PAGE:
April 6, 2015 | by EDWIN SMITH
A prime number is an integer greater than one whose only positive divisors are 1 and itself. In 1859, G. F. B. Riemann proposed a way to understand how the prime numbers are distributed among the natural numbers.
Riemann’s Hypothesis, still unproven after 156 years, is the focus of the 21st Dalrymple Lecture in Mathematics, set for 6:30 p.m. Thursday (April 9) at the University of Mississippi. Brian Conrey, executive director of the American Institute of Mathematics and professor of mathematics at the University of Bristol in England, is to deliver the address. The event in the Overby Center Auditorium is open to the public.
“For more than 150 years, primes and zeroes remain a million dollar mystery for mathematicians,” Conrey said. ” The stature of this problem has continued to rise so that today it is widely regarded as the most important unsolved problem in all of mathematics.”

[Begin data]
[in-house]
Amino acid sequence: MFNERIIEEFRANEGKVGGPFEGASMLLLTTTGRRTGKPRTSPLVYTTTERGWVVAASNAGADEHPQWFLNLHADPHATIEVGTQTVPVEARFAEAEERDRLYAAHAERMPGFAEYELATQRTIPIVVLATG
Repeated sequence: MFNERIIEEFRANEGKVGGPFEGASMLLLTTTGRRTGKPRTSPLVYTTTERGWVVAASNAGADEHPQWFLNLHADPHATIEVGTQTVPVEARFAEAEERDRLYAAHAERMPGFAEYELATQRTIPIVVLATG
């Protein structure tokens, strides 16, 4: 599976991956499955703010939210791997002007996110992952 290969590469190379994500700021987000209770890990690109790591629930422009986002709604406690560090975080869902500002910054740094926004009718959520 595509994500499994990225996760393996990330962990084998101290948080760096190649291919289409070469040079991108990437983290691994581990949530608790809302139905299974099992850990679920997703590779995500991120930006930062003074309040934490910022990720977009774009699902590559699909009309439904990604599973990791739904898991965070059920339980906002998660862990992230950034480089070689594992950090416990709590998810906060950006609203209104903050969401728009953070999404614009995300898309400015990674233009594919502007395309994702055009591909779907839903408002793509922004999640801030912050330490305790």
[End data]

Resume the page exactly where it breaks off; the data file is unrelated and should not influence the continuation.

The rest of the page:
An internationally renowned mathematician, Conrey was awarded the Levi L. Conant Prize from the American Mathematics Society for outstanding expository writing for an article he wrote on this problem in 2008.
“This year’s topic, the Riemann Hypothesis, is one of the seven $1Million Millennium Prize Problems stated by Clay Mathematics Institute in 2000,” said James Reid, UM professor of mathematics. “Professor Conrey plans to discuss some of the colorful history that surrounds this question.”
Established to bring distinguished speakers to campus to discuss mathematics and mathematics research, the Dalrymple Lecture series was endowed by Mr. and Mrs. Arch Dalrymple II of Amory. Arch Dalrymple attended Cornell University, Amherst College and UM, where he earned a bachelor’s degree in 1947.